CYO Baseball Lasts A Lifetime
Oct 15, 2013Posted by james

Al Itallia pitched and played first base on Catholic Youth Organization teams that won league championship during the 1940s and 1950s. He said the wins and losses pale in comparison to the lifelong friendships among the ballplayers.

Itallia now is 80 years old. Once a month, he gets together with men from his old Nebraska neighborhood to talk about family, sports and current events. CYO stories always come up, and the players have fond memories of their baseball days.

John Stellar, who is 78, meets weekly with another group of former players. He’s grateful for the baseball friendships that eventually led him to the Nebraska Baseball Hall of Fame.

The friendships enjoyed by Itallia, Stellar and younger players who participated in CYO baseball through the 1970s were forged during a simpler time. Lacking today’s tech toys, generations of boys were drawn to neighborhood ball fields through their parish schools or summer camps.

CYO baseball was about competition, and bringing people together through friendship and mutual interests. Many of the ballplayers enjoyed their time in CYO so much that they became high school, college, or sandlot players. Stella even coached in the San Francisco Giants minor league system.

After all these years, friendships from CYO baseball continue to thrive. According to Stella: “If it wasn’t for baseball, I probably wouldn’t know anyone.”

We all start somewhere. Many of us can point to the sports field as the place where we began our journey that led to lifelong achievements at work and many wonderful memories with family and close friends.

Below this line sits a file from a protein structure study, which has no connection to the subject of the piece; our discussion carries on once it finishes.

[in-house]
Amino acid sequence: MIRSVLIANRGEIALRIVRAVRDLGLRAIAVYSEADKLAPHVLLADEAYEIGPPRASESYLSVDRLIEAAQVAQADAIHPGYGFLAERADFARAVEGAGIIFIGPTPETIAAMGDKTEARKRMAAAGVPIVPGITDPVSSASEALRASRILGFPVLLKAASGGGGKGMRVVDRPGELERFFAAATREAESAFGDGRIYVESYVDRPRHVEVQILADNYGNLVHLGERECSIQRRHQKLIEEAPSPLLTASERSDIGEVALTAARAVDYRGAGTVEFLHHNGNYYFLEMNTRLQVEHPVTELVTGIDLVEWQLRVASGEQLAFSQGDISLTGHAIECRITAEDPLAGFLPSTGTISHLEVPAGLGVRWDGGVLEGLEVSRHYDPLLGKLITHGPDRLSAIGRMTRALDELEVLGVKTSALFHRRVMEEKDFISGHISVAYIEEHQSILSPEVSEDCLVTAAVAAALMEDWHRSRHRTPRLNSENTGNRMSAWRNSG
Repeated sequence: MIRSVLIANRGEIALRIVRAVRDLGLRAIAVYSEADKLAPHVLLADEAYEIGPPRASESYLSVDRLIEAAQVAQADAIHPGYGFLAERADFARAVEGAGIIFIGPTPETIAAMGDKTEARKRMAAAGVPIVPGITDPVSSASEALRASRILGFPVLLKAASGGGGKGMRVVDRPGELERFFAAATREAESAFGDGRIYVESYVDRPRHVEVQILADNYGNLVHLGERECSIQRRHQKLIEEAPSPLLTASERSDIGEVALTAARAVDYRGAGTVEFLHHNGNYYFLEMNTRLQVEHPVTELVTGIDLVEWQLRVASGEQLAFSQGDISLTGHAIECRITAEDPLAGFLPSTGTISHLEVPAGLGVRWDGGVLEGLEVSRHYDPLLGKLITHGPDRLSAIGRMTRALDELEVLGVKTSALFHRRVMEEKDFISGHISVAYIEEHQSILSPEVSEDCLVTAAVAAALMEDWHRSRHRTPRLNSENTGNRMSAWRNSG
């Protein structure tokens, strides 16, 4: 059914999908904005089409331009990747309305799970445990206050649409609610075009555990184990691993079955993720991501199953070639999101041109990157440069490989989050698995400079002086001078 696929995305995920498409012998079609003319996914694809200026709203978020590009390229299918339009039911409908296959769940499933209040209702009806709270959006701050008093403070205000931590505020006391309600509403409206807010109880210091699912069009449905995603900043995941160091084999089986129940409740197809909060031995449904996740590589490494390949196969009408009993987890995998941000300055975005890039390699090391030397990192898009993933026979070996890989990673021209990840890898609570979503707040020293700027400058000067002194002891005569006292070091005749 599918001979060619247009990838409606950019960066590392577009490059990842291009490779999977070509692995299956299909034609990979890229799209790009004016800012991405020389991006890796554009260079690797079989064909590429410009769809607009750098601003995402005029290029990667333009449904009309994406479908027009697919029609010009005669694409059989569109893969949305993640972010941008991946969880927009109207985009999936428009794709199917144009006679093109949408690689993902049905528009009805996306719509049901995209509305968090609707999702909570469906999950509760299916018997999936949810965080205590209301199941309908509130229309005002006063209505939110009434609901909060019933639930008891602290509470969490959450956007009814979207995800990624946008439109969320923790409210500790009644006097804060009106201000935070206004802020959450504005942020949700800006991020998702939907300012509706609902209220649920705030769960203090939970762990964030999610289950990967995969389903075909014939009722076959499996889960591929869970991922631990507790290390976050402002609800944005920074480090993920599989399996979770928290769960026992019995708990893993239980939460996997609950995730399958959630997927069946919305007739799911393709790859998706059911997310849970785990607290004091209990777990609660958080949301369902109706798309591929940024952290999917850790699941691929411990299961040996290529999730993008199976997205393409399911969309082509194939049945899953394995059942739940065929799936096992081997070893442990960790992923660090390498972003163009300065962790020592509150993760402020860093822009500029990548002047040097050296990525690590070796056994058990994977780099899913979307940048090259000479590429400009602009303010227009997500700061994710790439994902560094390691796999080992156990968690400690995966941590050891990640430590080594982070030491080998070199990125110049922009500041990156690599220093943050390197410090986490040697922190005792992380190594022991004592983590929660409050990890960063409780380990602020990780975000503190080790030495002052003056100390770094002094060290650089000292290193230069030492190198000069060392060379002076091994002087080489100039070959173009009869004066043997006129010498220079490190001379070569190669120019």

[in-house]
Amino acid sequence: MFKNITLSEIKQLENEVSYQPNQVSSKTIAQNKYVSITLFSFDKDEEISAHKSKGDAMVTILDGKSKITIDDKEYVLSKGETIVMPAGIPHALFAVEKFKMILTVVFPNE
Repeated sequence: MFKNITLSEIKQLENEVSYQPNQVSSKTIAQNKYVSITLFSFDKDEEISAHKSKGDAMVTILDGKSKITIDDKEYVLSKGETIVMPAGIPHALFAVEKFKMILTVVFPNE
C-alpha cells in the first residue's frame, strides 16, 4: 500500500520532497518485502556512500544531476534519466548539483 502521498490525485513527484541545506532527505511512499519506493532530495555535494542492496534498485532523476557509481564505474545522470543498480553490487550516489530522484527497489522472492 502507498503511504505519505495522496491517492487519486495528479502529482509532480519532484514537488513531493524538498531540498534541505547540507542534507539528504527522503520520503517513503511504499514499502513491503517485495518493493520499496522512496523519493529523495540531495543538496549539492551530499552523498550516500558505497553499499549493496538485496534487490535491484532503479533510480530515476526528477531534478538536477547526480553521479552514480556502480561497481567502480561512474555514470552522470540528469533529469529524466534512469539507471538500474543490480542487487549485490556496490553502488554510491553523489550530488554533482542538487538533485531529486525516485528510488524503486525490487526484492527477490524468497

A Life Of Evaluating Talent
Oct 01, 2013Posted by james

The typewritten newsletter dated March 22, 1966 contains scouting reports on high school basketball players. This issue thanks subscribers for their loyalty during the first year of publication during which demand doubled to 60 college coaches.

The issue is hidden inside a thick three-ring binder that is buried in the cluttered Manhattan apartment of Howie Garfinkel. Howie’s life is basketball—as a scout, a coach, a creator of a summer camp and a director of clinics.

About 70 years ago, this son of a garment worker, was a modest high school player. He could shoot a two-handed set shot but he didn’t have the moves. He admits that he didn’t work at his game. But his passion for basketball moved him in another direction. He became a compiler of information about players, and he sent this information to college coaches. He also was the originator of what has become a staple of basketball development and recruiting—the summer camp with guest coaches and showcase games.

During the mid-1960s, Howie published a magazine (High School Basketball Illustrated) that profiled players and teams in New York and northern New Jersey. An assistant coach at The Citadel obtained a copy and suggested to Howie that he open his own scouting service. He did, eventually, and he also opened the Five-Star Basketball Camp. For the second year of the camp, he hired a young Bobby Knight at $50 per day as his top instructor. The camp was pure basketball—teaching, coaching, playing and no nonsense—and it drew top schoolboy talent from around the country.

Eight years ago, Howie sold his stake in the camp. But he remains in the game he always has loved. Last year, he organized his sixth annual Clinic to End All Clinics where Division I coaches discussed strategy with coaches from other colleges and high schools. He is co-founder of the New York City Basketball Hall of Fame and he evaluates city players for the selection advisory committee of the McDonald’s All-American Game.

From an early age, Howie Garfinkel set a course for his life and happily followed it. He still types his player evaluations on an IBM typewriter. He uses his phone but will not go near the internet. He also still has his binders and the well-organized scouting reports that made him a household name in basketball long before e-mail and ESPN.

Sometimes, it is best to evaluate talent in sports (and business) the old fashioned way.